The realities of playing every day as a rookie, then, have caught up to Espinosa. Entering tonight’s game, he is 3 for his last 32, all three hits singles. He began the season 9 for 32, with three doubles and a home run. But he’s hit a slump that, for a rookie, is virtually inevitable.

“Particularly form the left side, he’s going through some thing right now,” Riggleman said. “He realizes he’s got to make some changes. The league adjusts to you, and now, sometimes, you have to adjust back to the league. He’s going to go through that.”

Yesterday, Riggleman and hitting coach Rick Eckstein spoke about Espinosa’s recent issue, particularly when he hits from the left side of the plate, as he will tonight against Phillies right-hander Vance Worley. Eckstein instructed Espinosa to make an adjustment with his swing, which “we’re really kind of anxious to see tonight, if it takes hold,” Riggleman said. “He’s working at it.”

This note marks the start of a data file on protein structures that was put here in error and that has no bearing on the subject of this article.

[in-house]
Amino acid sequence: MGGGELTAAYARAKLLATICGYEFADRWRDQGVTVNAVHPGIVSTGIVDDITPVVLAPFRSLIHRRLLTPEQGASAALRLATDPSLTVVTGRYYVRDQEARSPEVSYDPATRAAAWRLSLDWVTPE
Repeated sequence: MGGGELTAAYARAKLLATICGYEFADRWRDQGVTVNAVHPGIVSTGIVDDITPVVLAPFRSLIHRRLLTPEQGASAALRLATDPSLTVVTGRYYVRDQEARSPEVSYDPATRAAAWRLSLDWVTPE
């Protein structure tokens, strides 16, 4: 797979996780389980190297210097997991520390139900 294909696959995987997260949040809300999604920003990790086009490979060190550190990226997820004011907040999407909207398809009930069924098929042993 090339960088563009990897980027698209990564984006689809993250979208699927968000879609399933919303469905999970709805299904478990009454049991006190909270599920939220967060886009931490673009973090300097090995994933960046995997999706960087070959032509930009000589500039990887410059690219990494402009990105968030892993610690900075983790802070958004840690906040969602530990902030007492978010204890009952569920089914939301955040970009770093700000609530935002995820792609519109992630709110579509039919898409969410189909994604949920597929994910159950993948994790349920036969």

This spring, Espinosa explained that last season, after his call-up, he put too much pressure on himself to reach base in the leadoff spot, which led to anxious at-bats. He vowed he wouldn’t do that this season, but in a small sample size he’s been scuffling while batting first. Since Espinosa moved into the leadoff hole, Espinosa is 12 for 64 (.188) with just two walks, though he has been hit by three pitches.

Riggleman compared Espinosa’s recent struggles to what Ian Desmond endured last year. With a larger body of work, teams have had chances to learn more about Espinosa and find more effective ways to pitch to him.

“They make adjustments,” Riggleman said “You have to make adjustments to them, and that’s what Danny is going to do.”